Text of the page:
Chart: Nikola Jokic’s steadily improving assist proficiency


By now, Nikola Jokic’s unique passing ability is no secret, even on the national media stage which has tended to overlook the Denver Nuggets in recent years, as his flash, flair, and efficiency in creating easy looks for his teammates last season earned accolades not only from loyal fans and stat heads but also the likes of Charles Barkley, Jeff Van Gundy, and Bill Walton.

Still, sometimes it’s good to confirm that what we already know – or think we know – based on the good old eye test is backed up by the numbers. And in Jokic’s case, it certainly is.

The two lines in the graph above chart the rise of Jokic’s assist proficiency through the 153 games he has played thus far in his two-season career. The blue line might be less surprising, as it represents his assists per game, a number that would be expected to rise as he earned a larger role and along with it more minutes. The more telling figure, however, is the red line, which shows that not only has his per-game production consistently increased, but at the same time his assists per minute have as well.

Granted, this is among the simpler assist metrics (a good description of some of the more advanced ones can be found here at, which is also the source of the above statistics). Nevertheless, it is sufficient for our purposes here since we are only looking at The Joker’s performance over time in isolation, and not comparing him to other players. And we can clearly see a definitive and steady increase throughout his first two seasons in how prolific a playmaker he has been.

I would currently be prepared to put money down on him being the next in a fairly elite set of NBA centers who have averaged 5 or more assists per game, though I might be more reluctant to wager on this if the Nuggets were to acquire, for example, a ball-dominating point guard like Kyrie Irving who might take away touches from Nikola and alter Denver’s offensive flow. But for now, Jokic indeed appears to be on a 5-plus trajectory, and the addition of Paul Millsap, who like Jokic is an excellent passer who keeps the ball moving, will likely only facilitate this prospect.

Denver Nuggets 2011-12 PER and usage rates (or, why PER needs context)

This post was inspired by a recent discussion I had on twitter with some of the guys at Roundball Mining Company. Follow the link to their blog, and follow their twitter feeds if you haven’t already.

These days the use of PER is becoming more widespread as a kind of “all-encompassing” metric to evaluate the overall efficiency of players in the NBA. But sometimes it can be misleading.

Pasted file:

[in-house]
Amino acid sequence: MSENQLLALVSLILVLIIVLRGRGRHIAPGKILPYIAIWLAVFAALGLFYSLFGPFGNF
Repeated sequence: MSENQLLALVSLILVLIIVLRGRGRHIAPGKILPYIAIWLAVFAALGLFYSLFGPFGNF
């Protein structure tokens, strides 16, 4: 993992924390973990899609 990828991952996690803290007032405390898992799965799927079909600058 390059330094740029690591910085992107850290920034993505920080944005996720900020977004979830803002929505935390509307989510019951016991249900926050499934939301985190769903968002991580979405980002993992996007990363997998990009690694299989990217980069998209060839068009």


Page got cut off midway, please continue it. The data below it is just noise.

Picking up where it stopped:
Short, simplistic version: The fewer minutes and the lower usage rate a player has, the less significant the meaning of his PER becomes. Basketball Reference (the source of these stats) defines usage rate as “an estimate of the percentage of team plays used by a player while he was on the floor”. In other words, the percentage of all possible chances for one player’s team to use the ball that were used by that single player.

So here’s the chart I made:

It should come as no surprise that the trio clustered in the upper right with both high PERs and high usage rates are among those who pass the “smell test” of players who made big impacts.

But more interestingare players like Chris Andersen and Kosta Koufos in relation to Al Harrington, Nene, Danilo Gallinari, Andre Miller and Arron Afflalo. Birdman and KK have higher PERs than the latter five players, but I don’t think many fans would seriously argue they made a bigger impact or helped win more games for the team.

Or in other words, their higher PERs are “devalued” by their lower usage rates, in a manner of speaking.

PER tends to be most useful in comparing star players with big minutes and high usage rates, or at least in comparing players with similar minutes and usage rates. But taken out of context it can be misleading: “Chris Andersen has a much higher PER than Danilo Gallinari.” So when you see PER discussed, always keep the context of minutes and usage in mind. It’s not that the stat itself is “wrong”, it’s just that it can be deceptive when it stands alone.